Finally, as a school librarian, I am working with a school to revamp the school's book collection for when the school does reopen. $10,000 would go a long way in a school library.
posted by momochan at 3:51 PM on December 28, 2020 [5 favorites]


I'd do survey and find out what people are struggling with first, then make a budgeted strategy for dealing with those issues. That $10k probably came from the people who you are going to be spending it on, you should find out what they actually need you to do with it.
posted by bleep at 3:53 PM on December 28, 2020 [5 favorites]


Further to momochan's suggestion of author visits, you could sponsor some virtual field trips to museums, aquariums etc. cilc.org is a good place to look for some of the stuff that is available.
posted by cholly at 4:03 PM on December 28, 2020 [1 favorite]


I would love for my students to have better art supplies at home, like a nice set of paints with watercolor paper, bright colored construction paper, modeling clay, and good markers.

I would also love if each student had a set of base 10 blocks and maybe some fraction tiles. I teach 4th/5th grade, ymmv.
posted by mai at 7:29 PM on December 28, 2020 [1 favorite]


The Sparkfun Inventor's Kit or the AdaFruit Experimentation Kit. Each kit is a self-contained introduction to basic electronics and computer programming with Arduino boards. (The Adafruit one will be listed as out of stock because they've diverting resources to make PPE for COVID, but but it from one of their distributors; links on that page). Each comes with a booklet that you can read before you buy. They're $100 and $85 respectively.
posted by at at 10:31 PM on December 28, 2020 [1 favorite]


I've been active in our PTO and my wife continues to be. In the years past, a portion of the reserve was made available to teachers. A sub-committee for Innovation Grants was formed. Teachers could submit a one page form describing what they'd need and how much it would cost. The thinking was to not make it onerous on teachers. As they are seeing the kids on Zoom, they may have a good idea as to what may be useful.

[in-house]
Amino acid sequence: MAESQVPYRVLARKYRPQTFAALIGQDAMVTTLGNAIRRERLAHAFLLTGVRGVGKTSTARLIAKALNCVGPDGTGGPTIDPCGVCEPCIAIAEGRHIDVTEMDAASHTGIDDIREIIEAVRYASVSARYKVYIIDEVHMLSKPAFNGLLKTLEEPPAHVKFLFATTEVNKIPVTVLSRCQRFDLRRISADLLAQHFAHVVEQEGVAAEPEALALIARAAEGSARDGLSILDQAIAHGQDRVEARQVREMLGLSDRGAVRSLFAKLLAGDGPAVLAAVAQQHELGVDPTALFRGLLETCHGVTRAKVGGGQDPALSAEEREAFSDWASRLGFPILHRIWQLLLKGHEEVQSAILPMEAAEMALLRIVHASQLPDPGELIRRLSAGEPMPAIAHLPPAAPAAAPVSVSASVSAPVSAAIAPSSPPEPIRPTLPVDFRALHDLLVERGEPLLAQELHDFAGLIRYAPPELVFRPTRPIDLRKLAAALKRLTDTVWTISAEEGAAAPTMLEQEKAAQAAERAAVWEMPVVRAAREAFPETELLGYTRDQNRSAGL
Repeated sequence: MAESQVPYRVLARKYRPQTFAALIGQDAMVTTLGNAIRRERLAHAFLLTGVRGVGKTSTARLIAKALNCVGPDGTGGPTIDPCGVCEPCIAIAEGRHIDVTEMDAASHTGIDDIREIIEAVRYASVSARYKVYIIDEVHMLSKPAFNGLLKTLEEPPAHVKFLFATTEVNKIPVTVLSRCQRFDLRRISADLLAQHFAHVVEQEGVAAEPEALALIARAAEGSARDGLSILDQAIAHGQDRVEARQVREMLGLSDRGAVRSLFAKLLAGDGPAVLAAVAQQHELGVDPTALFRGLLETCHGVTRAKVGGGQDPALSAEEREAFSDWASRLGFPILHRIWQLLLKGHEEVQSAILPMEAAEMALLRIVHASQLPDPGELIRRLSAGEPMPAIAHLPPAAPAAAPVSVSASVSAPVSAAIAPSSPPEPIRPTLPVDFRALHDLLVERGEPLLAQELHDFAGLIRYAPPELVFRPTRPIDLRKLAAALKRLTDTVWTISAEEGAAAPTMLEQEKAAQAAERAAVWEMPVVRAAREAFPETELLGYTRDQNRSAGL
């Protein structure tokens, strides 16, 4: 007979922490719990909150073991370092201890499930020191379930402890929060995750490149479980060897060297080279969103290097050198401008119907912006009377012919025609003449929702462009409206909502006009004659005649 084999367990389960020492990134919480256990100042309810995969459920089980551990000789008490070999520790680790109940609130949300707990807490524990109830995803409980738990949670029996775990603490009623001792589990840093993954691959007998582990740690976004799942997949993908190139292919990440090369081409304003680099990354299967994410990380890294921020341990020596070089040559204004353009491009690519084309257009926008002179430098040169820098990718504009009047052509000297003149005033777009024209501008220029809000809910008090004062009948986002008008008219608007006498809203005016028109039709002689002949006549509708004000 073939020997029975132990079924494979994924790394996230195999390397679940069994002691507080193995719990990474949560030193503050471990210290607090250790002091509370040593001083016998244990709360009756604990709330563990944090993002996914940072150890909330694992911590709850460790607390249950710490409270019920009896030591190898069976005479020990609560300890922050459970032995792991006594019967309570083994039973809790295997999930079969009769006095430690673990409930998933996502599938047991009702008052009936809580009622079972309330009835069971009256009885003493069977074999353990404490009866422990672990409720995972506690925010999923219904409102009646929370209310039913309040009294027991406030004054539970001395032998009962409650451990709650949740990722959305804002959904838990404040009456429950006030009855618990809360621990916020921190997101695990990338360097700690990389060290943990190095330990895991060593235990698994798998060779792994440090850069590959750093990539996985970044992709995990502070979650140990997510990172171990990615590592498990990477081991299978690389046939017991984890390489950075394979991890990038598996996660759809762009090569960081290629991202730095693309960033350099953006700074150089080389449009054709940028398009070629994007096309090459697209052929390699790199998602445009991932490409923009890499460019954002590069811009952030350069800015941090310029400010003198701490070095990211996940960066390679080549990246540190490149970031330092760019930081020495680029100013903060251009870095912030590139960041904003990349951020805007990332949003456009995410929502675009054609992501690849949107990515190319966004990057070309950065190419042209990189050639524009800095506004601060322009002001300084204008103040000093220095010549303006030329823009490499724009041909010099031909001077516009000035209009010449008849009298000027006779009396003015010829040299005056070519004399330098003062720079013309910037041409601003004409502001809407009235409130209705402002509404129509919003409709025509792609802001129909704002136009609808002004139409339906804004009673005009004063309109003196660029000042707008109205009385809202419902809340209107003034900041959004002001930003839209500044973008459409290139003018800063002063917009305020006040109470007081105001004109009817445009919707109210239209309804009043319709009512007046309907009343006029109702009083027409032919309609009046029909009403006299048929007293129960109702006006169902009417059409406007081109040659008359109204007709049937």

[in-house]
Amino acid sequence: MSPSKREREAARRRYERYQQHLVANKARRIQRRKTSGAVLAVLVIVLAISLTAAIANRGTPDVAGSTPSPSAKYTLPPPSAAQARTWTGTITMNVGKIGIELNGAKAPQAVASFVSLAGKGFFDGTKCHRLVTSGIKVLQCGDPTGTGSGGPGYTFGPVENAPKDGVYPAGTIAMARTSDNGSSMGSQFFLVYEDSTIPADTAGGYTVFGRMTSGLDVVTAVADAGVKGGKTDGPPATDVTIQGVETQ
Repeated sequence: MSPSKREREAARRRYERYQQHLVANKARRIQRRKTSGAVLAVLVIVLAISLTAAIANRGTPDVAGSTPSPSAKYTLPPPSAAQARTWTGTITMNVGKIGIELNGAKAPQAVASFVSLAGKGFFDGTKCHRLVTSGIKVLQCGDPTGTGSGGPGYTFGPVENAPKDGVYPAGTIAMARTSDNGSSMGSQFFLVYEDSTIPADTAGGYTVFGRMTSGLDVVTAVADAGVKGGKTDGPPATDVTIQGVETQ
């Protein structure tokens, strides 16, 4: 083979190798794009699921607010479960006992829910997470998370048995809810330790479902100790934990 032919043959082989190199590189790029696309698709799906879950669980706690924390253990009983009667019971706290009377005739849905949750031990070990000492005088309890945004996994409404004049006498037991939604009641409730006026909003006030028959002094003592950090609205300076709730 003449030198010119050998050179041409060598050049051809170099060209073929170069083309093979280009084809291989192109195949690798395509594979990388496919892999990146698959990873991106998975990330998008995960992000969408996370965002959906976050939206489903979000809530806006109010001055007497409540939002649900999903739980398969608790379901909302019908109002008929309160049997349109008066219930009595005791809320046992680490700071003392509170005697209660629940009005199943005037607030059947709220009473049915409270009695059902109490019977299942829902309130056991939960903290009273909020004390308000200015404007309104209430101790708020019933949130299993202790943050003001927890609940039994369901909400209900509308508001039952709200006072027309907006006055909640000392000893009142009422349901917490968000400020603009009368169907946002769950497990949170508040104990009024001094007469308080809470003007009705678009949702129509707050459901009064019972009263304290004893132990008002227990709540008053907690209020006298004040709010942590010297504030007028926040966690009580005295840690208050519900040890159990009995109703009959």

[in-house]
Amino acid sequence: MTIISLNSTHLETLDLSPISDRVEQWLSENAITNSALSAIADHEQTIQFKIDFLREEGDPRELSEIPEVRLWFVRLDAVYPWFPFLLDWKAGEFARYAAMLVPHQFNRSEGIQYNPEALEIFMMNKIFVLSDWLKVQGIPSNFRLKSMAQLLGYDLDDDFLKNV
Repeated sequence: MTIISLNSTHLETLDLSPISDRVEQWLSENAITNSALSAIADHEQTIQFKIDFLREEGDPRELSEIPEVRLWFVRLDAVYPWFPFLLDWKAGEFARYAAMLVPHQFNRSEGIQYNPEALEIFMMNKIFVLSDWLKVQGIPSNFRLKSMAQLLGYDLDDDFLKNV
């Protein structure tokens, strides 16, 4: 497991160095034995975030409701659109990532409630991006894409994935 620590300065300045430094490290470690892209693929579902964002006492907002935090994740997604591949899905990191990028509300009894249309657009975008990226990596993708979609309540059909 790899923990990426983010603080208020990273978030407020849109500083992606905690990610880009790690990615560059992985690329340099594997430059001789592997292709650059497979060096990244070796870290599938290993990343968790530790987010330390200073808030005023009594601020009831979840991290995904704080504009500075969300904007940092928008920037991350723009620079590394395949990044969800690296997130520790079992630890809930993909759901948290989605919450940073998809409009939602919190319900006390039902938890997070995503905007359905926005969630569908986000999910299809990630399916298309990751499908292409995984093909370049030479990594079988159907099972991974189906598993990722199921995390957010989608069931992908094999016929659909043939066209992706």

I think that there is lot of leeway in terms of what would be helpful to students and teachers. Is it some sort of button that is a USB plug in for muting/un-muting Zoom? Is it some sort of reward for handing work in on time? Is it a gift card that is raffled off every week based on participation/effort/homework/kindness? What would help the kids most? Hand held signs that say "You're Muted" or "Raises hand". Are those useful or would they be a hassle to teachers.

In the past, we have gotten supplies/kits/electronics/playground equipment/audio equipment, etc through the Innovation Grant process.

As a side note, our PTO has crazy by-laws that require them to carry a 2 year operational reserve. For us, that has been about 56K. As stated, crazy.
posted by zerobyproxy at 8:50 AM on December 29, 2020 [1 favorite]


A number of PTAs near me have put most of the budget recently towards helping families with rent and food. I think it's worth seeing if this money can go to a few of your families who need it the most.
posted by Margalo Epps at 9:21 PM on January 6